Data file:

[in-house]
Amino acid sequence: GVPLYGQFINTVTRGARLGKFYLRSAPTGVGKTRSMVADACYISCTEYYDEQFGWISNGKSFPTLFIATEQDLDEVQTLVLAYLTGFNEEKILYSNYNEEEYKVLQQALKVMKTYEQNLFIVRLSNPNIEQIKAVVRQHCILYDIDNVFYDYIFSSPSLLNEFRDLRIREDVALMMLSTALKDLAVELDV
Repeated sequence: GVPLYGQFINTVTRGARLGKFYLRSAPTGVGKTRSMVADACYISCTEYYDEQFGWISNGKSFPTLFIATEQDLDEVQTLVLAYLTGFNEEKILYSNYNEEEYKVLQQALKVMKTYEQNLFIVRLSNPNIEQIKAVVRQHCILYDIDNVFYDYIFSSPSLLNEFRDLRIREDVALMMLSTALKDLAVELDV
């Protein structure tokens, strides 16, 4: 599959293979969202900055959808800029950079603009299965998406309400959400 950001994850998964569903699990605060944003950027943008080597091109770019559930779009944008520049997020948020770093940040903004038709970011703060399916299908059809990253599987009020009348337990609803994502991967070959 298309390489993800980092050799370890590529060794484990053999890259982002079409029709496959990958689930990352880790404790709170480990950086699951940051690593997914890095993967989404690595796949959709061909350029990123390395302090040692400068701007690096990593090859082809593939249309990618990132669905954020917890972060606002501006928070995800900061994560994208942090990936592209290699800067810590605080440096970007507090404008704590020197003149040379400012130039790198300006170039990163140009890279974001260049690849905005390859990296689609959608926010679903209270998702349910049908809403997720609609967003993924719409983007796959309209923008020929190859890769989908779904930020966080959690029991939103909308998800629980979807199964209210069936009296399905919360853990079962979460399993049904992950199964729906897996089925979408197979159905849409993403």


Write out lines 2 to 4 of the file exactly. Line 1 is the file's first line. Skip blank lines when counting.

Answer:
Amino acid sequence: GVPLYGQFINTVTRGARLGKFYLRSAPTGVGKTRSMVADACYISCTEYYDEQFGWISNGKSFPTLFIATEQDLDEVQTLVLAYLTGFNEEKILYSNYNEEEYKVLQQALKVMKTYEQNLFIVRLSNPNIEQIKAVVRQHCILYDIDNVFYDYIFSSPSLLNEFRDLRIREDVALMMLSTALKDLAVELDV
Repeated sequence: GVPLYGQFINTVTRGARLGKFYLRSAPTGVGKTRSMVADACYISCTEYYDEQFGWISNGKSFPTLFIATEQDLDEVQTLVLAYLTGFNEEKILYSNYNEEEYKVLQQALKVMKTYEQNLFIVRLSNPNIEQIKAVVRQHCILYDIDNVFYDYIFSSPSLLNEFRDLRIREDVALMMLSTALKDLAVELDV
């Protein structure tokens, strides 16, 4: 599959293979969202900055959808800029950079603009299965998406309400959400 950001994850998964569903699990605060944003950027943008080597091109770019559930779009944008520049997020948020770093940040903004038709970011703060399916299908059809990253599987009020009348337990609803994502991967070959 298309390489993800980092050799370890590529060794484990053999890259982002079409029709496959990958689930990352880790404790709170480990950086699951940051690593997914890095993967989404690595796949959709061909350029990123390395302090040692400068701007690096990593090859082809593939249309990618990132669905954020917890972060606002501006928070995800900061994560994208942090990936592209290699800067810590605080440096970007507090404008704590020197003149040379400012130039790198300006170039990163140009890279974001260049690849905005390859990296689609959608926010679903209270998702349910049908809403997720609609967003993924719409983007796959309209923008020929190859890769989908779904930020966080959690029991939103909308998800629980979807199964209210069936009296399905919360853990079962979460399993049904992950199964729906897996089925979408197979159905849409993403």